Opinion: NYU’s Safe Ride service needs reform
The Safe Ride service is unreliable and puts students at risk. NYU needs to address student concerns if it truly wants to prioritize safety on campus.
Mar 3, 2022
It’s past midnight. I’m huddled in front of Palladium and I need to get to Lipton. I can’t walk, it’s far too late, and I’m down to my last $20 before my paycheck hits in a couple days. I am in need of campus transportation that is free and safe. I open the Via app to order a Safe Ride, and surprise — it doesn’t work. This is a recurring narrative in college life for my friends and I. I only have one friend whose Via app works consistently; they’ve been designated as the Safe Ride person in our friend group. However, the wait time is 20 to 30 minutes, sometimes even more, defeating the whole purpose of efficient and safe late-night no-cost campus transport.
NYU Campus Safe Ride is a free vehicle service provided by the university from midnight to 7 a.m. by partnering with Via to, theoretically, provide safe transportation for students. Don’t get me wrong — the concept is excellent. Vans pick up students at campus buildings and take them to their destinations during nighttime hours that are not the safest times to be walking the streets.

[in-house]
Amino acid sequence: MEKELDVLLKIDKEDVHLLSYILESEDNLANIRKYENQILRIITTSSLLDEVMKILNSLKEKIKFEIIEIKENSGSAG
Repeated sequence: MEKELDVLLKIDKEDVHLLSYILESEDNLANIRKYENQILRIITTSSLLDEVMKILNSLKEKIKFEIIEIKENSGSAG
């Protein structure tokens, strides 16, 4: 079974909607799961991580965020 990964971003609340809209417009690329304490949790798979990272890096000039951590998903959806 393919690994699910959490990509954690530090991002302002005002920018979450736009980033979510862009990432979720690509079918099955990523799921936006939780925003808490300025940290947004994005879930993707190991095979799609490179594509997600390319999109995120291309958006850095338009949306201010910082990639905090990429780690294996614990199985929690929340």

[Read more: Safe Ride Drives Students Away With Two-Hour Waits, Failures to Arrive (2019)]
But the execution is lackluster: The app is unreliable, and when it does work, we’re left waiting for nearly half an hour. Once, I had to wait in the Palladium lobby for over 25 minutes because the Safe Ride was nowhere near me. I live on the other side of campus, and as a woman it’s impractical and scary to walk by myself all the way home.
The wait times are only part of the problem. The app has a faulty interface, and it no longer works in most of the city for unclear reasons. It usually shows an out-of-service sign when ordering a vehicle to certain NYU buildings further away from Washington Square Park.
The fickleness of the app combined with the long wait times results in a system that does not adequately serve students who are in a pinch and need safe late-night transportation. Additionally, the NYU page on Safe Ride transportation provides little to no support when the promo code isn’t working. It’s unfeasible to wait for 20 to 30 minutes, and it’s even more unfeasible to expect students to forgo the service and take undue risks because of avoidable technical issues.
Low-income students who have limited budgets for transportation are especially vulnerable. Paying for an Uber or Lyft isn’t a financially realistic option for many students, not to mention the many instances of unsafe rideshare experiences that can make calling a car a less-than-appealing option.
We’re left, then, with NYU’s Safe Ride — with its long wait times driven by vehicle deficits and a barely functional app interface. To better ensure student safety, NYU should search for a better option to provide no-cost late-night safe transportation for its students.
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Contact Valentina Plevisani at [email protected]